Defence Minister Jozef Stank meeting President Rudolf Schuster during his time as a diplomat in Prague. His appointment was made official January 3.
Originally educated as a technical sector manager, the 60 year-old diplomat was the last of three candidates of the reformed communist Party of Democratic Left (SDĽ), which under the coalition agreement has the exclusive right to nominate their candidate for the position.
His appointment came after the resignation of Pavol Kanis in December 16 - who stepped down after he failed to fully divulge the financing of the construction of a luxury villa in Bratislava - and the earlier candidacy of a former army general and SDĽ caucus leader, Pavol Tuchyňa, to the position.
The proposal of Tuchyňa as Defence Minister went against NATO stipulations that the minister be a civilian and was immediately rejected by government members, threatening a stand-off between the SDĽ and other coalition members. However, the SDĽ backed down, paving the way for an appointment which some experts claim will both help redress the damage done to the image of the defence minister position by Kanis, and also help with Slovak integration ambitions.
Although Kanis has publicly said that his replacement is not expected to bring about any major changes in Slovakia's defence sector and the country's effort to join NATO, Stank will be expected to re-consider the personnel policy of his predecessor.
"There were certain objections from Brussels and NATO towards Kanis' view of personnel policy at the ministry," said Martin Bruncko, a research fellow at the Bratislava-based Institute for Public Affairs (IVO) think tank.
"Many ministerial employees were educated under the communist regime in Moscow and still think along Cold war policy lines. They don't speak western languages and the alliance was naturally suspicious about these people's Soviet ideological thinking. Stank might have to re-consider further employment of these people, but it's hard to say whether he'll start the changes in the near future," Bruncko explained.
He added that Stank had an advantage over other candidates in his diplomatic experience in a country which has already gone through the NATO integration process - the Czech Republic.
His view was confirmed by Deputy Prime Minister for Integration Pavol Hamžík. He said that Stank was seen by coalition partners as an experienced diplomat whose nomination had unofficially been consulted with the western alliance.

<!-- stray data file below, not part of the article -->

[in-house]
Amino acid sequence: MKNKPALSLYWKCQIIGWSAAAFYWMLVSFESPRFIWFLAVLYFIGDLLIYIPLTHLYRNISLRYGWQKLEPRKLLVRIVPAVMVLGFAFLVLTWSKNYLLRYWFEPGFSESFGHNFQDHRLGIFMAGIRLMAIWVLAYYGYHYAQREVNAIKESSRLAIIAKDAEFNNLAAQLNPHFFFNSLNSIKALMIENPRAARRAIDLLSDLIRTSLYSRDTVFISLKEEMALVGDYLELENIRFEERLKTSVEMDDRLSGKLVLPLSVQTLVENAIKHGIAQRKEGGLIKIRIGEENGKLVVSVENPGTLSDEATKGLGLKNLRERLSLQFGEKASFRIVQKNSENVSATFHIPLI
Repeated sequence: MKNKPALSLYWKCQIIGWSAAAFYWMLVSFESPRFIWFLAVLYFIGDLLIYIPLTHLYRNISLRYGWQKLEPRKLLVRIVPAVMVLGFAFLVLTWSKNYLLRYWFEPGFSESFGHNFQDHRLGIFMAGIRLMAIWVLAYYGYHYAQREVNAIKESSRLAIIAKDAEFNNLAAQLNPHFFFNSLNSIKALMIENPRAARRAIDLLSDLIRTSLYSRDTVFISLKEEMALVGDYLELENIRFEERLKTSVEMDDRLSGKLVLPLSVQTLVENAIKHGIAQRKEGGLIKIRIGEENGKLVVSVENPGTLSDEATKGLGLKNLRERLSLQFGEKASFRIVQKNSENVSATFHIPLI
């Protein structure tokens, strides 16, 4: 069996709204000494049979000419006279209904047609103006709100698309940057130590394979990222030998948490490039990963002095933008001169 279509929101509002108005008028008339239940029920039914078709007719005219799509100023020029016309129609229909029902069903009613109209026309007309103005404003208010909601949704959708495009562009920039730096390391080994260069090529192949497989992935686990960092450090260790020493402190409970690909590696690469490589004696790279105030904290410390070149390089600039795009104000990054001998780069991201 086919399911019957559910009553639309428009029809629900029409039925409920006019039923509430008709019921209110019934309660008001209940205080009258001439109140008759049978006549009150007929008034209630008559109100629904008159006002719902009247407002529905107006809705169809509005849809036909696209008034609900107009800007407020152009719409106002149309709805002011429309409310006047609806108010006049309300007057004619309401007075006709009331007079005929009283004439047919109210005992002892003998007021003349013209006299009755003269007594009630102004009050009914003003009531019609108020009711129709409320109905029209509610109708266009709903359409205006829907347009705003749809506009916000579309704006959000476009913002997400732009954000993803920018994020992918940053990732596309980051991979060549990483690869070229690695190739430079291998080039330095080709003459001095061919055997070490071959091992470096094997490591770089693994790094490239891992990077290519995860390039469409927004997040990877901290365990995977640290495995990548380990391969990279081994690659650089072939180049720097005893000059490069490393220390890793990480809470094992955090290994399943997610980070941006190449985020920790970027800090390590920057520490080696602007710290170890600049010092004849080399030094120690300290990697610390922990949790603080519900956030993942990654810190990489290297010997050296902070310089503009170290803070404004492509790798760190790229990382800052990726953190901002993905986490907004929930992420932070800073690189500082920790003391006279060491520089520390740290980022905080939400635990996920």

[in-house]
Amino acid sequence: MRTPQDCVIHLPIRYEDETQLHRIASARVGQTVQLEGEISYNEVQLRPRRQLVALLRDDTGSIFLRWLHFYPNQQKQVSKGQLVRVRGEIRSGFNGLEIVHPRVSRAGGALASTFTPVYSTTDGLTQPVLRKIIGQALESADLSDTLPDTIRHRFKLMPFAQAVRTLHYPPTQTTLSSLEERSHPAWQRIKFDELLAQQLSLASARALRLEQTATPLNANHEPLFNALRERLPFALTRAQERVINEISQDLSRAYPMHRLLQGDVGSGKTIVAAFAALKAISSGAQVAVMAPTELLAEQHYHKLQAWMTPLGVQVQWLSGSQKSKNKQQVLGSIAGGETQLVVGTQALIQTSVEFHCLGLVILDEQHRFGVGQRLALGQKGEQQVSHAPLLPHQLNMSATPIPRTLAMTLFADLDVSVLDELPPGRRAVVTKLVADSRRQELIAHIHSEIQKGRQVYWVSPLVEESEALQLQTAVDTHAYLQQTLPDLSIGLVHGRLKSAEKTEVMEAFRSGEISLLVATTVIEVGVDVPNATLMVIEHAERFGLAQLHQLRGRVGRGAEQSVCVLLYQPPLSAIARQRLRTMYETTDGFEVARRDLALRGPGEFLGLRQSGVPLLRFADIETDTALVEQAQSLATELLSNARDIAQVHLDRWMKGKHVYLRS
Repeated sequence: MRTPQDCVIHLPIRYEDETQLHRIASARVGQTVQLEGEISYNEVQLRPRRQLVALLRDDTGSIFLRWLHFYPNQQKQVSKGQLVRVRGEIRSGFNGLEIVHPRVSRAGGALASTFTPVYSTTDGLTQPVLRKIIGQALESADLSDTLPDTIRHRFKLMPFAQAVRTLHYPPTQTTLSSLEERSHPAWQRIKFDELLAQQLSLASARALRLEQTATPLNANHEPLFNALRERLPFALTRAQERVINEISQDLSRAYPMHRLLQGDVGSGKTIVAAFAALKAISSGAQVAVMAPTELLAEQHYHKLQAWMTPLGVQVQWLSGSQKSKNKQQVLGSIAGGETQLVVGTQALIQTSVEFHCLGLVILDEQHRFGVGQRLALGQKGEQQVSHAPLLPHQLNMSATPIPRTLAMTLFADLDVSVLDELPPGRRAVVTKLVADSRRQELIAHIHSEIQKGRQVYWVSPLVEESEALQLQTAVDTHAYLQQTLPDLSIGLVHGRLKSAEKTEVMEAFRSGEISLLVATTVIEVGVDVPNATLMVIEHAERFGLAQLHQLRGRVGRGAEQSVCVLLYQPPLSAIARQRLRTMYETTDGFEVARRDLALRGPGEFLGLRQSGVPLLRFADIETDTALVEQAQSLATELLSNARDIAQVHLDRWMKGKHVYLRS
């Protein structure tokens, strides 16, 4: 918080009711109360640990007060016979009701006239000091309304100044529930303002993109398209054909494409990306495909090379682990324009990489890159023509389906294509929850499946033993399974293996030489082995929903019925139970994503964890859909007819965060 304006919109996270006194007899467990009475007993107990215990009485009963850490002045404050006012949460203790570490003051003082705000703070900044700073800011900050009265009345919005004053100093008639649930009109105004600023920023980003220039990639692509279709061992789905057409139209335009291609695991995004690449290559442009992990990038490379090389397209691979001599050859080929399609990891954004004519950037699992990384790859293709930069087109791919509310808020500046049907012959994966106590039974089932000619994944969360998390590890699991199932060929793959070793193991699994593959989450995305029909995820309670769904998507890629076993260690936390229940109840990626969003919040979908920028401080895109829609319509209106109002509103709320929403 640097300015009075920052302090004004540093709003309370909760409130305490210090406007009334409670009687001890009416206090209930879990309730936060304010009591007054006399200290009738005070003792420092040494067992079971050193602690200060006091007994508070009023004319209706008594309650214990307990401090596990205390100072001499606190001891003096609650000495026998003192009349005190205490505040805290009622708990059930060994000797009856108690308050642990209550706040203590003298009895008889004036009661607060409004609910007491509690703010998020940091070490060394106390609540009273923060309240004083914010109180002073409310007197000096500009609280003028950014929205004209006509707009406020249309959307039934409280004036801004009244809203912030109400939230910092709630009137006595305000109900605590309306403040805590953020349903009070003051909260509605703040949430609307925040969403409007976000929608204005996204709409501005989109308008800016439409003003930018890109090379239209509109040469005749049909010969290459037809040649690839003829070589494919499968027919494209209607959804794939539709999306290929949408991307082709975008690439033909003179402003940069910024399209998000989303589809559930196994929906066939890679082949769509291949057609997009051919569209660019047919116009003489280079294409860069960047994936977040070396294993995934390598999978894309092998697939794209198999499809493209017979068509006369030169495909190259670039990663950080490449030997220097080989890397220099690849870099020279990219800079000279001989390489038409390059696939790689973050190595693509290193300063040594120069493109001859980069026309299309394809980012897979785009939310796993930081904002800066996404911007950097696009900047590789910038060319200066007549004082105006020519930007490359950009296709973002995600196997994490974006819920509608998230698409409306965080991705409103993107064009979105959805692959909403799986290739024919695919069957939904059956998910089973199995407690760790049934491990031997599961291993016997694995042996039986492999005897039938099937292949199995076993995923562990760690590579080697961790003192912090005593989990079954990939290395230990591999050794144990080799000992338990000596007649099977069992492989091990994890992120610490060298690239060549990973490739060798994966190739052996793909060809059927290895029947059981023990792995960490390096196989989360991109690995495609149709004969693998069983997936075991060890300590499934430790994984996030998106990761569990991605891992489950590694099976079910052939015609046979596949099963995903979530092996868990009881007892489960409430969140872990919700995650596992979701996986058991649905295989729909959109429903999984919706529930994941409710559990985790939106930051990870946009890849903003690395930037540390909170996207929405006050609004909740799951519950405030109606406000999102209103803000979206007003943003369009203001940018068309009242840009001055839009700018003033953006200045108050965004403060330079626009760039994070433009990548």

"Possible candidates were consulted, but we have primarily seen the change of ministers as our internal affair. Mr. Stank is fully compatible with NATO standard requirements for the defence post, and he is acceptable to the coalition," Hamžík said.
Despite the SDĽ putting Stank forward for the post questions have again been raised over the wisdom of parties nominating ministerial posts.
Hamžík told The Slovak Spectator January 2 that after the difficult process of looking for a suitable minister the coalition had learned that at the highest levels of government it is often a problem to find the right person if the choice is conditioned by party membership.
"I don't want to challenge the right of the SDĽ for [nominating members to] the post, but we should learn from this experience and maybe think about future nominations of top state representatives," he said.
Many analysts agreed, saying that the case of the defence minister in particular had wider implications for Slovak integration ambitions, and had highlighted the deficiencies of selecting ministers by party nomination.
"The best attitude to picking ministers would be their skills. Maybe the best candidate could have been found outside the SDĽ, or even outside any party," said Bruncko. He added that the Defence Minister post was particularly difficult to fill as Slovakia had extremely few defence specialists suited and trained for the current post-Cold War geo-political situation.
Tuchyňa had been seen as lacking those specific skills and his past, experts say, combined with his military status, prevented him from taking the post. A former head of Slovakia's General Military Headquarters (GŠ SR) he studied at a Moscow military school during communism.
His Moscow education was believed to have compounded doubts about the chances of his acceptance by NATO.
"There is a tradition that the defence minister should be a civilian to enable unbiased control of the defence policy of a state," Bruncko explained. "Although there are exceptions, for example in Turkey, generally the trend is observed in all member states. Because Slovakia is not as strategic an area for NATO as Turkey, we have to respect this criterion."
SDĽ leader Jozef Migaš, however, maintained that the candidate's past was no obstacle to Tuchyňa's nomination for the post of defence minister. "The party is convinced that Mr. Tuchyňa was best suited for the post, as to the expertise as well as moral requirements for the job," Migaš said.
Despite the potential of its new defence minister in helping with integration into NATO membership of the military group is expected to be preceded by hard negotiations before the next parliamentary eletions in 2002, with no guarantee of success even if Slovakia proves its readiness to join.
"The EU sets clear technical conditions for entry and if a country meets the requirements, it's almost sure that it will be accepted as a member. With NATO it is much more dependent on a subjective decision of the member states, the technical readiness of a country is not an automatic safeguard to membership," said IVO's Bruncko.
8. Jan 2001 at 0:00 | Martina Pisárová